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Help fitting a low voltage indicator into this circuit? Answered


I know very little about circuits and electrical components, so please be kind.
Attached is a picture of a simple circuit. "A" is a 4,5V AAA alkaline pack, "B" is a latching pushbutton switch and "C" is a nicrome wire.

In the simplest and cheapest way possible, this circuit needs to alert the user if the battery pack goes below 3V. The indication signal needs to be a "beep", just like a 9V fire detector. (I can't have a LED signal).

After some googling, I found that a 3V "low signal relay" could be one option. I prefer to use wires, and not a PCB in my circuit.

My questions follow below:

1. Is a low signal relay this the cheapest and simplest way, or are there others?
2. What components do I need to achive the "beep" and where in the circuit do these components go?
3. Will these components draw any power in standby mode, or do they only consume some power when the "beep" goes off? Because if they draw power continuously, I will need to add an extra (coin cell?) battery, as I need to save my alkaline pack for the nichrome wire. The extra battery shoud last for min 3 years.

All help highly appreciated.


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Reply 1 year ago

Thanks Alex! I’ll reply you on email as soon as I find the time. Awesome.


1 year ago

You will need an ultra low drain op-amp a coin cell (good for 3y) and a 2 pin crystal beeper and four resistors..

I have successfully designed a battery whistle detector op-amp circuit that responds with a beep at 30 feet in a forest summer-winter-summer for my daughter's geocache..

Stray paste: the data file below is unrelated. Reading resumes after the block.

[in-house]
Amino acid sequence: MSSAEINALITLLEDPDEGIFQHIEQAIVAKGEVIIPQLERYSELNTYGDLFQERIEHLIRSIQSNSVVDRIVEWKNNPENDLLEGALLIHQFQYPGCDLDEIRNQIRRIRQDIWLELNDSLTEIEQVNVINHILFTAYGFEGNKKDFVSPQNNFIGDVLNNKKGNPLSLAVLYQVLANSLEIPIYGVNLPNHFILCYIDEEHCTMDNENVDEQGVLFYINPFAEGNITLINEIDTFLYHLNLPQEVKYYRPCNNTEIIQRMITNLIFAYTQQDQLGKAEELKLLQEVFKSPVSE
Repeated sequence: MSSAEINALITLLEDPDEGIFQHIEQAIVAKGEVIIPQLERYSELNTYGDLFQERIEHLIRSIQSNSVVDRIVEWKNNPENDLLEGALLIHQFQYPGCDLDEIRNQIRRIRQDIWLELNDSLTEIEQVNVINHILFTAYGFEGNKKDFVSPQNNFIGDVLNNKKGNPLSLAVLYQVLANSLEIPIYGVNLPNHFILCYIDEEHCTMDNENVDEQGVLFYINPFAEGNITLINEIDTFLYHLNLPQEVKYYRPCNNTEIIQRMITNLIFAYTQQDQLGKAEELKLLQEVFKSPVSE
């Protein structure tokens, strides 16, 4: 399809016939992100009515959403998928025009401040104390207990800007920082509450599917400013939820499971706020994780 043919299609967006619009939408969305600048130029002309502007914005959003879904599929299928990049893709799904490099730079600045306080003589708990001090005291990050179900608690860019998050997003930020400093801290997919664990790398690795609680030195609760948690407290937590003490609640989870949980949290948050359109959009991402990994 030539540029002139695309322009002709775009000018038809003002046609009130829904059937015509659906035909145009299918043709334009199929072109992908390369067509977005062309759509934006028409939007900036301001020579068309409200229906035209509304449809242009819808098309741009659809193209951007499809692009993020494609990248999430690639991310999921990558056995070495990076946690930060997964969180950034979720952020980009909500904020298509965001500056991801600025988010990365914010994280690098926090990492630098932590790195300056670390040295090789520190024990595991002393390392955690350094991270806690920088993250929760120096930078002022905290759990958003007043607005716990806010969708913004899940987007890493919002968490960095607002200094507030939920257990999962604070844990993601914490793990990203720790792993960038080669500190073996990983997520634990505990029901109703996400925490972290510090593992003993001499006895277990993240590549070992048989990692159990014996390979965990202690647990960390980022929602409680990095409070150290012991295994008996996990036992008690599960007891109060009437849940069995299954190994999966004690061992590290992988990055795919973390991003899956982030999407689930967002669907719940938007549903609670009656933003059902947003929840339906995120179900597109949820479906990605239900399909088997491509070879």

I will try to find the schematic if you like..

There still will be a fractional micro-amp current draw from your 4.5V AAA alkaline pack because the necessity to compare the voltage..
You do understand that when the AAA does read below 3V it will deliver much less when the button is pushed !

A good idea would be to place as big a capacitor as your device permits across 4.5v AAA Batteries, because the capacitor will charge at once and there after present no added load, it also has No internal resistance compared to the AAA batteries.. The capacitor can supply heavy current when the Nichrome wire initially low resistance pulls a heavy current, then as the nichrome heats up its resistance increases and the battery can continue to heat the wire..
This all occurs in 100 milliseconds..

The contacts on your switch should be iridium (spark plug) or gold plated, not silver.